Paper fists: keep the personal out of it

By April 30, 2013Peer Writing Tutoring

Imagine, if you will, a tutoring appointment. You are reading a writer’s paper and all you can manage to think is “No.” We have all, at least once, read a paper where we’ve thought that the writer is just completely wrong. They are on the wrong side of the argument, they interpreted a book differently than you, they missed the point of the prompt. Whatever the reason, those appointments, be they face to face or online, are always incredibly frustrating because you have to be careful. If you do point out something is wrong with a writer’s paper, or make a suggestion for change, you have to make sure that you aren’t simply saying something is wrong because you have a different view, but because they aren’t answering the assignment. So, how do we ensure that we make this distinction?

It is so hard to keep our personal feelings and views out of appointments. We are, after all, only human, which means we are faulted with having opinions about things; often times strong opinions. If we are reading a paper in our area of study that interpreted something differently than we would, or a paper about a controversial issue that we disagree with the writer on, it can be very difficult to keep our opinions to ourselves. But, you can’t just say to a writer “You’re a racist.” But, you can say, “Be careful with your language here because this statement might come off as racist to the reader.”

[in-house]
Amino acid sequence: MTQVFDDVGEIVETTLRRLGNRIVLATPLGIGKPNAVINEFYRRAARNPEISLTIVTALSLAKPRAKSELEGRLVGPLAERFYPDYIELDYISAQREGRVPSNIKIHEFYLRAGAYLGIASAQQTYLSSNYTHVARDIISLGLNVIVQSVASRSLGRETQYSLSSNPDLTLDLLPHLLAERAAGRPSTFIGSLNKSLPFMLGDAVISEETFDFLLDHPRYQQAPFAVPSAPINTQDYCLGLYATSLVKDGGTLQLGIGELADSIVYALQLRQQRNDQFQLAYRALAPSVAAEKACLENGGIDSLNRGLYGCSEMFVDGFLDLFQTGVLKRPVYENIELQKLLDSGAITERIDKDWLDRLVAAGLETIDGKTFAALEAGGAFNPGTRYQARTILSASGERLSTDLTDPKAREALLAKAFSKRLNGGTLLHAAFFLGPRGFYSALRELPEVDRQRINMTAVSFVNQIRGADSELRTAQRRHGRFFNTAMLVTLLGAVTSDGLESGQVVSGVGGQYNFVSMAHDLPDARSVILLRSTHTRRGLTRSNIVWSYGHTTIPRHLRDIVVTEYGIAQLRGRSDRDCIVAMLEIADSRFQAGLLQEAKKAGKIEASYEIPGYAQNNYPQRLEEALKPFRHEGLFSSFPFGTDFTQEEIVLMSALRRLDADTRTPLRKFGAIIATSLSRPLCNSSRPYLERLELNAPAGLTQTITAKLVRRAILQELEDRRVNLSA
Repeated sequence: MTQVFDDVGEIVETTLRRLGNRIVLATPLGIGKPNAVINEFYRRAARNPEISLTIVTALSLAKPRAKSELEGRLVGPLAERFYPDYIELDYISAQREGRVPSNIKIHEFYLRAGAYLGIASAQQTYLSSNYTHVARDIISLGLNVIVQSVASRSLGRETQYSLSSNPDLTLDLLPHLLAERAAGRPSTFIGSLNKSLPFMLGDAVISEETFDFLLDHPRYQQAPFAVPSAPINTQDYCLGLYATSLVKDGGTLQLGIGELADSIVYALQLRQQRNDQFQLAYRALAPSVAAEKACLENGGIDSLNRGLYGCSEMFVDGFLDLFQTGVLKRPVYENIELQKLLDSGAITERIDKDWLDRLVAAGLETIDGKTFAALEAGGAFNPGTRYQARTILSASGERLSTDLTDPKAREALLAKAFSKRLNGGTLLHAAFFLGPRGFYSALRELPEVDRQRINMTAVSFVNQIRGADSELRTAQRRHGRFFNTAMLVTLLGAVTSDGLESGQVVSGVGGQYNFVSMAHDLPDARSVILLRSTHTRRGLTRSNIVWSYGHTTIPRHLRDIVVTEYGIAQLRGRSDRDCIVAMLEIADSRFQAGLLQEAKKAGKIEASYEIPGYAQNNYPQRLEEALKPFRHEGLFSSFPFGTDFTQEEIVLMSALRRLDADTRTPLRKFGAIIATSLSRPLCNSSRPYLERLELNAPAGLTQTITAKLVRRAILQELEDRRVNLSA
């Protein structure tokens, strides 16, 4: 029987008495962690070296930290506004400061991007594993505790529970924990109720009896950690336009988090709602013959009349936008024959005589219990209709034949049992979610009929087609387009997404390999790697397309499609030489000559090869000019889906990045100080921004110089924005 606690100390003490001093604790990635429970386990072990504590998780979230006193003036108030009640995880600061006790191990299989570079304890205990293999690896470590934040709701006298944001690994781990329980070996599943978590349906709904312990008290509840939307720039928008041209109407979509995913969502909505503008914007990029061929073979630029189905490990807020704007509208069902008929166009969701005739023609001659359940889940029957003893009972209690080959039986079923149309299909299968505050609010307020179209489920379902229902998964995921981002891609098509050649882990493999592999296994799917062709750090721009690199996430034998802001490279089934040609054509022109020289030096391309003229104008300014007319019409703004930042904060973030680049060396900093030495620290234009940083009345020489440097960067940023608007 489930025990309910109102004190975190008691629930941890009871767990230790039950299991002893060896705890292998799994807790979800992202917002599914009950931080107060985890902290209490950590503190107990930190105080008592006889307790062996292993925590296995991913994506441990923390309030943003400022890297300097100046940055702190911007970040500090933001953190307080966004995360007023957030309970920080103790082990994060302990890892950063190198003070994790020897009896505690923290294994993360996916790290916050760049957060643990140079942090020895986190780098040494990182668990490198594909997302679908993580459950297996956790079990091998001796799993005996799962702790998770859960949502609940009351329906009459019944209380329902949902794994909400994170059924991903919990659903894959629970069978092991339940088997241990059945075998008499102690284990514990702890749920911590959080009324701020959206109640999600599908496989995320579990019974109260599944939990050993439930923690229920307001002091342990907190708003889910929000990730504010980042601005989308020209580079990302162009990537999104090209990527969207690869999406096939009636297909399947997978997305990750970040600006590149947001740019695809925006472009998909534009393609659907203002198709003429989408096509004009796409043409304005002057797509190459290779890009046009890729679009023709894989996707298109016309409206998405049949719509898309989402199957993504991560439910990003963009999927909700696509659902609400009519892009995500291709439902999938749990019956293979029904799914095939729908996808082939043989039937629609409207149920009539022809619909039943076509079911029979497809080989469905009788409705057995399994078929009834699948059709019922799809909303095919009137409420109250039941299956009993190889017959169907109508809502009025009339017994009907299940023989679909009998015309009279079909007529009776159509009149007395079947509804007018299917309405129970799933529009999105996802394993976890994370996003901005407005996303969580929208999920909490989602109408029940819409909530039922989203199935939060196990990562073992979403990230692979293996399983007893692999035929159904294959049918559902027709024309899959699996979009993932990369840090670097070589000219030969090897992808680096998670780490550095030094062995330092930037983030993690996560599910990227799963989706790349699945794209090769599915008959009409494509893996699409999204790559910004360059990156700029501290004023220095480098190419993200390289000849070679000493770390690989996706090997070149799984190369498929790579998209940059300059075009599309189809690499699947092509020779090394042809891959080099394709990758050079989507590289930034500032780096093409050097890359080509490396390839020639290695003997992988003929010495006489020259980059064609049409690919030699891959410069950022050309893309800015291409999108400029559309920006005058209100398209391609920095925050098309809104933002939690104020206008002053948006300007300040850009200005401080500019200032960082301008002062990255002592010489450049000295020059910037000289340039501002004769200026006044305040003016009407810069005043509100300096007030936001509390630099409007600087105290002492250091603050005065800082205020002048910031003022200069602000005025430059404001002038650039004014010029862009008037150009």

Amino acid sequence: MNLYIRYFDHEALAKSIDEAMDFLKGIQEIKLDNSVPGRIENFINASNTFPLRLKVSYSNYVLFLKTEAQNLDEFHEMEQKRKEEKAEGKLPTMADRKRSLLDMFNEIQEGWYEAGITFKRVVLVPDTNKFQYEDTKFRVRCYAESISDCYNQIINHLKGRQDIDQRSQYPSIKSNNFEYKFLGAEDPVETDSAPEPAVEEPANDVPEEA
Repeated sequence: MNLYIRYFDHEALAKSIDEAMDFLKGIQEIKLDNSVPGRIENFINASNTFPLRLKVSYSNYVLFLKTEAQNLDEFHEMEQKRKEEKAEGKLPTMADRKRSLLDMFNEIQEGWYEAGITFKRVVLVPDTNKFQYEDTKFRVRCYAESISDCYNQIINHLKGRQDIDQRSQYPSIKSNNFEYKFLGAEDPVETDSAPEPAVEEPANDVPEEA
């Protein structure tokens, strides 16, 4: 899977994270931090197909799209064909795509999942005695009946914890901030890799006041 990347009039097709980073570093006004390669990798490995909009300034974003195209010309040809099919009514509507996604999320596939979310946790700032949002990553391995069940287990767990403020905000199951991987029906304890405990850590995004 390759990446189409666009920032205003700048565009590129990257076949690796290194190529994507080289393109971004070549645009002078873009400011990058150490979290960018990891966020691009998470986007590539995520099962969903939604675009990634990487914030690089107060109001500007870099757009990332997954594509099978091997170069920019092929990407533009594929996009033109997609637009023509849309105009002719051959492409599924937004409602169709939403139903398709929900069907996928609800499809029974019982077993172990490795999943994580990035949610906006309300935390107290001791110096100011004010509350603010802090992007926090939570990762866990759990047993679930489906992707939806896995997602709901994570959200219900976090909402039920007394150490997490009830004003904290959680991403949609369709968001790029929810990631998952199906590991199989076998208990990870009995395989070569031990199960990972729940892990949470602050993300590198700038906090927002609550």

Often times it is trickier than that, though. I think the most difficult kind of appointments are when a writer is on the side of an argument that you don’t necessarily agree with. Often times these are issues we feel passionately about, but your job in the appointment isn’t for you to try to get them to change sides. One thing you can do, though, is if they only examine one side of the argument, get them to include the other side. This serves as a place to strengthen their paper, since they will present both sides, and you at least know that they didn’t completely overlook your side as well.

When it comes to an interpretation of a text, there is less that you can do. If you interpret a novel, philosopher or anything else differently than a writer that you are working with does, you can’t work to change their interpretation. It is, after all, still their paper, and so it is still their opinion. If their interpretation still troubles you because they overlooked a large portion of the novel, or they are missing a plot point, you can address this by talking to them about the evidence they are using to support their interpretation. Often times when writers are ignoring or don’t look at large portions of a text, their evidence is lacking. If you talk about it with them, they can either strengthen the interpretation they already have, or cause them to look at the text in a new light and it is up to them to apply that to their paper, or not to.

No matter what, these kinds of appointments aren’t going to be easy. You have to be sure you aren’t bringing anything personal into them. If you pay attention it is easy to spot when you do.

Join the discussion 2 Comments

  • Lauri Dietz says:

    We are about to film a Breakroom episode, “The Kryptonite,” that deals with this exact challenge. Stay tuned!

  • Most often in these cases, I find that the arguments are weak and unsubstantiated. As a result, I often comment on how the arguments are unsupported and give the writer probing questions that should cause him/her to reevaluate their sources and/or reconsider what the sources are actually saying. In some instances, the sources themselves are not credible, and evidence of incredible sources tends to be obvious. In those cases, I direct writers to the Library databases to look for credible sources. If the writer’s claims are extremely convoluted, chances are there will not be anything in the databases to support their claims adequately. Hopefully, he/she will then see this as a sign that he/she may need to change their argument and/or topic.